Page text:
Toxic Epidermal Necrolysis

What is toxic epidermal necrolysis?

Toxic epidermal necrolysis is a life-threatening skin disorder characterized by a blistering and peeling of the skin. It can be caused by a reaction to medication, most often from antibiotics or anticonvulsives. The condition causes the skin to peel in sheets, leaving large raw areas.

  • If left untreated, the raw, damaged areas that result from the skin peeling away can easily become infected, and the condition can spread to the eyes, mouth, and genitals.
  • Toxic epidermal necrolysis progresses fast, usually within three days. For this reason, treatment usually includes hospitalization, often in the burn unit.
  • Toxic epidermal necrolysis can be caused by a reaction to medication, most often from antibiotics or anticonvulsives. Treatment may include the discontinuation of these medications.

What are the symptoms of toxic epidermal necrolysis?

Toxic epidermal necrolysis causes the skin to peel in sheets, leaving large raw areas. The loss of skin allows fluids and salts to ooze from the raw, damaged areas and can easily become infected.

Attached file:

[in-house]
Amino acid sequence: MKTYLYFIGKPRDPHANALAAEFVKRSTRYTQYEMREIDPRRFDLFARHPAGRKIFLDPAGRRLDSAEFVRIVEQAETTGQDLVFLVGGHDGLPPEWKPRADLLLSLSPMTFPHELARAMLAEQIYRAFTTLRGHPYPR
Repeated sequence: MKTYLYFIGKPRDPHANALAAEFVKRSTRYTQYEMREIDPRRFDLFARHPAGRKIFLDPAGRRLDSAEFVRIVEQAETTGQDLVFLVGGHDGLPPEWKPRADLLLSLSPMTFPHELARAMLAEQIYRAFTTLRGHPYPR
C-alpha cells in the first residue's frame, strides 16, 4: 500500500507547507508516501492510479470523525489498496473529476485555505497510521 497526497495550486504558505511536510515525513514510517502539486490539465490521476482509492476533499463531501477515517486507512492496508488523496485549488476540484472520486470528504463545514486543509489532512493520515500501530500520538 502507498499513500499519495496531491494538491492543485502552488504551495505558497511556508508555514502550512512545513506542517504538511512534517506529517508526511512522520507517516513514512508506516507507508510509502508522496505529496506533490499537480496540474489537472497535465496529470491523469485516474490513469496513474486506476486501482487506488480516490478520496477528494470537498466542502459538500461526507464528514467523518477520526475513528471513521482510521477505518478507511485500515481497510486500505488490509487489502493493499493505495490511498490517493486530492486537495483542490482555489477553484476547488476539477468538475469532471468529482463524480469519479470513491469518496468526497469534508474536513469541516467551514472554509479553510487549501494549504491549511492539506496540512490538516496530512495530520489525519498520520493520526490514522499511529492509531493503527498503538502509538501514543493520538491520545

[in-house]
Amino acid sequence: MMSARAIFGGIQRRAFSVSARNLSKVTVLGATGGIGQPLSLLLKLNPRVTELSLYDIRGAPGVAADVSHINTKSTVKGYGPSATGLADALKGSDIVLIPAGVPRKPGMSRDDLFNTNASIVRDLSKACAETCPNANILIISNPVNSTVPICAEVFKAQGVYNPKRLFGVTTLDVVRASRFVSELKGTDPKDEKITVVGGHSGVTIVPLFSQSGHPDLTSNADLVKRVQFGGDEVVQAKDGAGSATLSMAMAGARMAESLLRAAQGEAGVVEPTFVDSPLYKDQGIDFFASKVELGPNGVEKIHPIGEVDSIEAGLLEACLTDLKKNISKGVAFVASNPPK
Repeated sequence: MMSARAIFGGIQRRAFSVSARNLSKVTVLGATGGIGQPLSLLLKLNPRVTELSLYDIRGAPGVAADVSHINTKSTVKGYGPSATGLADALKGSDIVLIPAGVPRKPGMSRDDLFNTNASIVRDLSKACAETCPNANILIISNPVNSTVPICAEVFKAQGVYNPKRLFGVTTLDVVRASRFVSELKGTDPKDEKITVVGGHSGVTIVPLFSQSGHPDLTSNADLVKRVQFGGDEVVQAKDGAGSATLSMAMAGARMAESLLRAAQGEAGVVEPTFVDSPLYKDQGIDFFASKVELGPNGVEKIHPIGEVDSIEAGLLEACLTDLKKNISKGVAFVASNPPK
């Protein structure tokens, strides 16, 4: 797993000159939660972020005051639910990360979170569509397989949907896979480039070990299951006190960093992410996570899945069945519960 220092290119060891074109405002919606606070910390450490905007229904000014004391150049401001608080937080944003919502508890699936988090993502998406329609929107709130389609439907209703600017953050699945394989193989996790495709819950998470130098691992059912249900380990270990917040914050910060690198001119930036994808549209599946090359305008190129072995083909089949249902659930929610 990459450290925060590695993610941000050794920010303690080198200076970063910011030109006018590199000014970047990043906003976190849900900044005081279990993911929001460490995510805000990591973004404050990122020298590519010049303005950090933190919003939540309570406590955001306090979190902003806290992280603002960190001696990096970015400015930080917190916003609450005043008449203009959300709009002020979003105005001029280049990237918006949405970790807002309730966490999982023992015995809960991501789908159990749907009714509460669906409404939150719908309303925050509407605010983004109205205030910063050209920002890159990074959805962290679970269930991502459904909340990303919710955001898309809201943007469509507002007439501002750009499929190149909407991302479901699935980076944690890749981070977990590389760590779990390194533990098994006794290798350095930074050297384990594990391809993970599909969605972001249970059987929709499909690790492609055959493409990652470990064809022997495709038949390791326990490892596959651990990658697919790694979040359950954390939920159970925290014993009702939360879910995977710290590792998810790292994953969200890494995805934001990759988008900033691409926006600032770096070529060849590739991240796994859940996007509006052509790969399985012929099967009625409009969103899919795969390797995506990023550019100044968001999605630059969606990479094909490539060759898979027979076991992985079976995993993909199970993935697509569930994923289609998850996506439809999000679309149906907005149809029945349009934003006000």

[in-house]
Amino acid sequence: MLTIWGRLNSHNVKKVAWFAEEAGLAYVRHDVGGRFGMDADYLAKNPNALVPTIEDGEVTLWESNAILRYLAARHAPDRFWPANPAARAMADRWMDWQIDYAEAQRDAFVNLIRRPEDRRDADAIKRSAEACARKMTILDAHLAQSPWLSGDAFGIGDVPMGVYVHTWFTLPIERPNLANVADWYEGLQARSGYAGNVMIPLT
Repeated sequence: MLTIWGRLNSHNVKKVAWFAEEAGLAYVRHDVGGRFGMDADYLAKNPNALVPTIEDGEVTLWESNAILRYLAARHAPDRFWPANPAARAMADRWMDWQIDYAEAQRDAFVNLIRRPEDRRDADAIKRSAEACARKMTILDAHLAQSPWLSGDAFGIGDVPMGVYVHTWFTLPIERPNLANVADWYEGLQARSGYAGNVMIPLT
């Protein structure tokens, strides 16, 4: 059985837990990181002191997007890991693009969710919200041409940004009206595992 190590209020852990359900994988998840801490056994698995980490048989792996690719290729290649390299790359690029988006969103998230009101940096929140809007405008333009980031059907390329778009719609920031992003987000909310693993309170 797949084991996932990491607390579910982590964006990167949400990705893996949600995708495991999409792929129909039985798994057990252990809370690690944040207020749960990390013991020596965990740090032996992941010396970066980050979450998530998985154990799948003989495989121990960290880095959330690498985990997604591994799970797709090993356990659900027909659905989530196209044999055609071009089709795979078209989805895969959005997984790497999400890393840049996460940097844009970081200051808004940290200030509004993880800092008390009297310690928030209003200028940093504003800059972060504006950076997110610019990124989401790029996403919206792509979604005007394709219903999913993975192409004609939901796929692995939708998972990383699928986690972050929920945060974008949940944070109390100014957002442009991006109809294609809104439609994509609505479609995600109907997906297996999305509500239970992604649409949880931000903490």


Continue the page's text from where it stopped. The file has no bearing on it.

Each child may experience symptoms differently, but the most common signs of toxic epidermal necrolysis are:

  • a painful, red area that spreads quickly
  • skin that may peel without blistering
  • raw areas of skin
  • discomfort
  • fever
  • spread of the condition to the eyes, mouth, and genitals

The symptoms of toxic epidermal necrolysis may resemble other skin conditions. Always consult your child's physician for a diagnosis.

How is toxic epiderman necrolysis treated?

Toxic epidermal necrolysis progresses fast, usually within three days. For this reason, treatment usually includes hospitalization, often in the burn unit. If a medication is causing the skin reaction, it is discontinued.

Treatment may include one, or several, of the following:

  • isolation to prevent infection
  • protective bandages
  • intravenous fluid and electrolytes
  • antibiotics
  • intravenous immunoglobulin G (IVIG)